4. Adverse effects: In general, these agents are safe with minimal side effects.

5. Drug interactions:

  • Cholinesterase inhibitors: Drugs such as neostigmine, physostigmine, pyridostigmine, and edrophonium can overcome the action of nondepolarizing neuromuscular blockers. However, with increased dosage, cholinesterase inhibitors can cause a depolarizing block as a result of elevated ACh concentrations at the endplate membrane. If the neuromuscular blocker has entered the ion channel, cholinesterase inhibitors are not as effective in overcoming blockade.
  • Halogenated hydrocarbon anesthetics: Drugs such as desflurane act to enhance neuromuscular blockade by exerting a stabilizing action at the NMJ. These agents sensitize the NMJ to the effects of neuromuscular blockers.
  • Aminoglycoside antibiotics: Drugs such as gentamicin and tobramycin inhibit ACh release from cholinergic nerves by competing with calcium ions. They synergize with pancuronium and other competitive blockers, enhancing the blockade.
  • Calcium channel blockers: These agents may increase the neuromuscular blockade of competitive blockers.

Cholinergic Antagonists

Cholinergic Antagonists

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B. Depolarizing agents

Focus topic: Cholinergic Antagonists

Depolarizing blocking agents work by depolarizing the plasma membrane of the muscle fiber, similar to the action of ACh. However, these agents are more resistant to degradation by acetylcholinesterase (AChE) and can thus more persistently depolarize the muscle fibers. Succinylcholine [suk-sin-il-KOE-leen] is the only depolarizing muscle relaxant in use today.

  • Mechanism of action: Succinylcholine attaches to the nicotinic receptor and acts like ACh to depolarize the junction. Unlike ACh, which is instantly destroyed by AChE, the depolarizing agent persists at high concentrations in the synaptic cleft, remaining attached to the receptor for a relatively longer time and providing constant stimulation of the receptor. [Note: The duration of action of succinylcholine is dependent on diffusion from the motor endplate and hydrolysis by plasma pseudocholinesterase. Genetic variants in which plasma pseudocholinesterase levels are low or absent lead to prolonged neuromuscular paralysis.] The depolarizing agent first causes the opening of the sodium channel associated with the nicotinic receptors, which results in depolarization of the receptor (Phase I). This leads to a transient twitching of the muscle (fasciculations). Continued binding of the depolarizing agent renders the receptor incapable of transmitting further impulses. With time, continuous depolarization gives way to gradual repolarization as the sodium channel closes or is blocked. This causes a resistance to depolarization (Phase II) and flaccid paralysis.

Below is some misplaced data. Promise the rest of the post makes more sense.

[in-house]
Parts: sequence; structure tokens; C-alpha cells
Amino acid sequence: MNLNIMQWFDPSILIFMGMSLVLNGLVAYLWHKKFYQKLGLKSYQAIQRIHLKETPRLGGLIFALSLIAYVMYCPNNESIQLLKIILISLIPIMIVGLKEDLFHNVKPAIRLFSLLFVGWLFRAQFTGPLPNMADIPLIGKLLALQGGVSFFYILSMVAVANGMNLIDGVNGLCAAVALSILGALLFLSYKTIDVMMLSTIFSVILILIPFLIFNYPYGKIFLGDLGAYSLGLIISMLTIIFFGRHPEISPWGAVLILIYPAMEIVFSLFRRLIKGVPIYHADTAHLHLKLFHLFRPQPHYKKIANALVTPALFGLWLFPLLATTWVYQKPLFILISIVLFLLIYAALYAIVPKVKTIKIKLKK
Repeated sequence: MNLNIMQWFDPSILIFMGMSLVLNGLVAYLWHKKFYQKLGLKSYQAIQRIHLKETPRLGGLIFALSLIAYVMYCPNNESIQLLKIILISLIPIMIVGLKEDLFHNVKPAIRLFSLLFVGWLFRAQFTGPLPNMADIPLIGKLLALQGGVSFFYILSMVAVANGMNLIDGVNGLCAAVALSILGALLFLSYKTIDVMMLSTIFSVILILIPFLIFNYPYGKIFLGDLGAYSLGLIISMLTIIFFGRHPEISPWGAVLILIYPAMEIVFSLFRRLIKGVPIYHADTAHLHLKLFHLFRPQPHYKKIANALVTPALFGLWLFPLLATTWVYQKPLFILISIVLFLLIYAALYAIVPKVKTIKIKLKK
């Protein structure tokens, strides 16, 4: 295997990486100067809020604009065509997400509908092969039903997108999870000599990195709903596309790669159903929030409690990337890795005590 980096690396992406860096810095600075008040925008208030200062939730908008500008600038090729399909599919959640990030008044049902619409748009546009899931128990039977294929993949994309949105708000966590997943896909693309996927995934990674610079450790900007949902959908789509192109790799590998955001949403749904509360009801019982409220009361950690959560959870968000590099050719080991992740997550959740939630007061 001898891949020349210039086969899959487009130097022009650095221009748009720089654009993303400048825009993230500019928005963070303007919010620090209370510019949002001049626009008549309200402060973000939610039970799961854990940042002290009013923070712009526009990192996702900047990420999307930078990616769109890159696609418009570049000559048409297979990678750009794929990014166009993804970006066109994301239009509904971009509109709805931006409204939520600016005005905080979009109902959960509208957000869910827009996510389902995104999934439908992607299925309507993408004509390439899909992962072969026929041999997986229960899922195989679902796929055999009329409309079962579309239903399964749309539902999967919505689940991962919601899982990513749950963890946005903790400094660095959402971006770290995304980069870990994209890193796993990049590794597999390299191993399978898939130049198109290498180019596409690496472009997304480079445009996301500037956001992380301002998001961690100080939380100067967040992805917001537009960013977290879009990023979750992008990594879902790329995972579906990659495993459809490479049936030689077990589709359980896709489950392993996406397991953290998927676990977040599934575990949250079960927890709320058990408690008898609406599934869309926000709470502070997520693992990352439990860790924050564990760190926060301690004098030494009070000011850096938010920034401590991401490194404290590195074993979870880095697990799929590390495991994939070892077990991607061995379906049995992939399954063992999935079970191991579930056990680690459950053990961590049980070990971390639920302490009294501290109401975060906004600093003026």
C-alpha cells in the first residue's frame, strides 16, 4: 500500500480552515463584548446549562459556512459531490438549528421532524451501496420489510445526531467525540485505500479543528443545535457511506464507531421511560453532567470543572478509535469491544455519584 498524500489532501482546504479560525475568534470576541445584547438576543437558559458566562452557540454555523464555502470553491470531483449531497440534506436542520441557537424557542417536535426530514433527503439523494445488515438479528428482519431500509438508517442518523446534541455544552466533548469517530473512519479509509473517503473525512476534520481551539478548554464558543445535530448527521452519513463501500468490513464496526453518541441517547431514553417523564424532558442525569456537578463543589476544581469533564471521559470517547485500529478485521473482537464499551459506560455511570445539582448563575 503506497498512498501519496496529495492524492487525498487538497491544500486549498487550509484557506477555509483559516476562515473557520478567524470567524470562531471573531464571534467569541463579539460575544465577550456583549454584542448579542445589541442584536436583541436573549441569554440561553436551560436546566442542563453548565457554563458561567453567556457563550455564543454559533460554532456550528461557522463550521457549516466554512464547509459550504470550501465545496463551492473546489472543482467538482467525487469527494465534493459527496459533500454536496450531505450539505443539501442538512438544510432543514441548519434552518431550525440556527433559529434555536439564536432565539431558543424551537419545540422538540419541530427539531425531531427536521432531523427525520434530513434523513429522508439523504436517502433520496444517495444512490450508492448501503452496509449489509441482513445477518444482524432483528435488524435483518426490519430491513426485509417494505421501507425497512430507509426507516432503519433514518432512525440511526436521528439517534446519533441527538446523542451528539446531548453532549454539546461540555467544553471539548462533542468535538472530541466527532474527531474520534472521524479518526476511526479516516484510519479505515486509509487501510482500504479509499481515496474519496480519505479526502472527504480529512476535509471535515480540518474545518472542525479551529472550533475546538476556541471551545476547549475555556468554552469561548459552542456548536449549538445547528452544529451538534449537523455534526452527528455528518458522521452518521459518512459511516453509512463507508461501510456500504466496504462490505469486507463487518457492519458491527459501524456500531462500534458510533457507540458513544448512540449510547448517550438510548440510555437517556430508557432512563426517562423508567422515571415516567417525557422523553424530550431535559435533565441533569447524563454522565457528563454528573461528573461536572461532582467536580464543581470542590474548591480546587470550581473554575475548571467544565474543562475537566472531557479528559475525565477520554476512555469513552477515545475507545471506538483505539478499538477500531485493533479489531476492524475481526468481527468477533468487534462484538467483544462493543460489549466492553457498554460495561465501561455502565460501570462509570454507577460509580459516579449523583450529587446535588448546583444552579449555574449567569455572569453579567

• Actions: As with the competitive blockers, the respiratory muscles are paralyzed last. Succinylcholine initially produces brief muscle fasciculations that cause muscle soreness. This may be prevented by administering a small dose of nondepolarizing neuromuscular blocker prior to succinylcholine. Normally, the duration of action of succinylcholine is extremely short, due to rapid hydrolysis by plasma pseudocholinesterase. However, succinylcholine that gets to the NMJ is not metabolized by AChE, allowing the agent to bind to nicotinic receptors, and redistribution to plasma is necessary for metabolism (therapeutic benefits last only for a few minutes).
  • Therapeutic uses: Because of its rapid onset of action, succinylcholine is useful when rapid endotracheal intubation is required during the induction of anesthesia (a rapid action is essential if aspiration of gastric contents is to be avoided during intubation). It is also used during electroconvulsive shock treatment.
  • Pharmacokinetics: Succinylcholine is injected intravenously. Its brief duration of action results from redistribution and rapid hydrolysis by plasma pseudocholinesterase. Therefore, it is sometimes given by continuous infusion to maintain a longer duration of effect. Drug effects rapidly disappear upon discontinuation.

5. Adverse effects:

  • Hyperthermia: Succinylcholine can potentially induce malignant hyperthermia in susceptible patients.
  • Apnea: Administration of succinylcholine to a patient who is deficient in plasma cholinesterase or who has an atypical form of the enzyme can lead to prolonged apnea due to paralysis of the diaphragm. The rapid release of potassium may also contribute to prolonged apnea in patients with electrolyte imbalances who receive this drug. In patients with electrolyte imbalances who are also receiving digoxin or diuretics (such as heart failure patients) succinylcholine should be used cautiously or not at all.
  • Hyperkalemia: Succinylcholine increases potassium release from intracellular stores. This may be particularly dangerous in burn patients and patients with massive tissue damage in which potassium has been rapidly lost from within cells.

Cholinergic Antagonists